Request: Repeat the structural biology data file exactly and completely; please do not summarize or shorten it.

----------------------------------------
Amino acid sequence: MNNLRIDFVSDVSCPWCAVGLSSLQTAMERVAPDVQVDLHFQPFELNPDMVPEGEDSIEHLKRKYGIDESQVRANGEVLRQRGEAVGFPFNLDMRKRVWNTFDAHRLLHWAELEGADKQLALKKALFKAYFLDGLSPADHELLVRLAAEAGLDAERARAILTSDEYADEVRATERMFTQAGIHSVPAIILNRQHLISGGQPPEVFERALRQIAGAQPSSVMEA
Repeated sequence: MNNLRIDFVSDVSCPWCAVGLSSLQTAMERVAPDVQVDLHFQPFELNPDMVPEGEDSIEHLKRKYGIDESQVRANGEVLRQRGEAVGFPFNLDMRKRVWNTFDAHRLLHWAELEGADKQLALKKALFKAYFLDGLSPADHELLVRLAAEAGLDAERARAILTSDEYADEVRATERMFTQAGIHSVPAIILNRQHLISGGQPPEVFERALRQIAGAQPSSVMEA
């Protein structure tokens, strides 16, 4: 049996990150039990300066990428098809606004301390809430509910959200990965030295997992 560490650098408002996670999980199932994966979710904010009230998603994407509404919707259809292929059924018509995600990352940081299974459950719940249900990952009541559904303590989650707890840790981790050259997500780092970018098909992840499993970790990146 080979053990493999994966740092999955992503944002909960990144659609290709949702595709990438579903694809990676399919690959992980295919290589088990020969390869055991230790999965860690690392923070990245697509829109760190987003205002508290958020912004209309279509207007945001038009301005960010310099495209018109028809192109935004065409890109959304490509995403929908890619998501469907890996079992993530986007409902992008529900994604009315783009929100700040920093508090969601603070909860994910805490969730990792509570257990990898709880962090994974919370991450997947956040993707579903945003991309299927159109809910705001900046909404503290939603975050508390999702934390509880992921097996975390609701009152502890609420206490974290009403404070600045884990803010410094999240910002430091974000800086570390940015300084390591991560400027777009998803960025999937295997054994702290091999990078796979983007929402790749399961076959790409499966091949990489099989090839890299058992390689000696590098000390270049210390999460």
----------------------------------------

Amino acid sequence: MNNLRIDFVSDVSCPWCAVGLSSLQTAMERVAPDVQVDLHFQPFELNPDMVPEGEDSIEHLKRKYGIDESQVRANGEVLRQRGEAVGFPFNLDMRKRVWNTFDAHRLLHWAELEGADKQLALKKALFKAYFLDGLSPADHELLVRLAAEAGLDAERARAILTSDEYADEVRATERMFTQAGIHSVPAIILNRQHLISGGQPPEVFERALRQIAGAQPSSVMEA
Repeated sequence: MNNLRIDFVSDVSCPWCAVGLSSLQTAMERVAPDVQVDLHFQPFELNPDMVPEGEDSIEHLKRKYGIDESQVRANGEVLRQRGEAVGFPFNLDMRKRVWNTFDAHRLLHWAELEGADKQLALKKALFKAYFLDGLSPADHELLVRLAAEAGLDAERARAILTSDEYADEVRATERMFTQAGIHSVPAIILNRQHLISGGQPPEVFERALRQIAGAQPSSVMEA
């Protein structure tokens, strides 16, 4: 049996990150039990300066990428098809606004301390809430509910959200990965030295997992 560490650098408002996670999980199932994966979710904010009230998603994407509404919707259809292929059924018509995600990352940081299974459950719940249900990952009541559904303590989650707890840790981790050259997500780092970018098909992840499993970790990146 080979053990493999994966740092999955992503944002909960990144659609290709949702595709990438579903694809990676399919690959992980295919290589088990020969390869055991230790999965860690690392923070990245697509829109760190987003205002508290958020912004209309279509207007945001038009301005960010310099495209018109028809192109935004065409890109959304490509995403929908890619998501469907890996079992993530986007409902992008529900994604009315783009929100700040920093508090969601603070909860994910805490969730990792509570257990990898709880962090994974919370991450997947956040993707579903945003991309299927159109809910705001900046909404503290939603975050508390999702934390509880992921097996975390609701009152502890609420206490974290009403404070600045884990803010410094999240910002430091974000800086570390940015300084390591991560400027777009998803960025999937295997054994702290091999990078796979983007929402790749399961076959790409499966091949990489099989090839890299058992390689000696590098000390270049210390999460």